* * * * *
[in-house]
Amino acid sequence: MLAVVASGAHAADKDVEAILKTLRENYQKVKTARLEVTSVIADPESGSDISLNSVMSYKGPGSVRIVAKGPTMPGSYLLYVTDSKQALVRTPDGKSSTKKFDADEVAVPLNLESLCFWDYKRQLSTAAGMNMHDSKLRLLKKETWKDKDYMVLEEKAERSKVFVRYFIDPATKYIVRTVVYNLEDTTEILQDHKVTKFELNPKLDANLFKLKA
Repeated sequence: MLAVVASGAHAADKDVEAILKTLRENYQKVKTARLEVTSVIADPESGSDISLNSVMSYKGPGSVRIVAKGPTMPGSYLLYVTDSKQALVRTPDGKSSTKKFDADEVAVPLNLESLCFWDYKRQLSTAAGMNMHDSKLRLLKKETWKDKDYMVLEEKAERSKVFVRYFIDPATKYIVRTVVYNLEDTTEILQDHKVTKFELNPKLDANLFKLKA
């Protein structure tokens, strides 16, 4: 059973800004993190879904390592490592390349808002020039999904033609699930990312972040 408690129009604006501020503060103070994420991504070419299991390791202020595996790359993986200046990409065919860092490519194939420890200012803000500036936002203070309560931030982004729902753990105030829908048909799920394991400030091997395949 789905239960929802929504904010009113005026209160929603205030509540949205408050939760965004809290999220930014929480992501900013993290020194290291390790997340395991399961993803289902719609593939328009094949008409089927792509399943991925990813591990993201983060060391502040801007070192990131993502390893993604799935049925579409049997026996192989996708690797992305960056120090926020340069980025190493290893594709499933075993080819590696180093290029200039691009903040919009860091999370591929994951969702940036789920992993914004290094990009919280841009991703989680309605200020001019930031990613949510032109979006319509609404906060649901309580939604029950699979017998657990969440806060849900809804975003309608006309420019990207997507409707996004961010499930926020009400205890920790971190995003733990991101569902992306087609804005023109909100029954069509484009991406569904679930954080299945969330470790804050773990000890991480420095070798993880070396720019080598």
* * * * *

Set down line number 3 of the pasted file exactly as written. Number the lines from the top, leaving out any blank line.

Repeated sequence: MLAVVASGAHAADKDVEAILKTLRENYQKVKTARLEVTSVIADPESGSDISLNSVMSYKGPGSVRIVAKGPTMPGSYLLYVTDSKQALVRTPDGKSSTKKFDADEVAVPLNLESLCFWDYKRQLSTAAGMNMHDSKLRLLKKETWKDKDYMVLEEKAERSKVFVRYFIDPATKYIVRTVVYNLEDTTEILQDHKVTKFELNPKLDANLFKLKA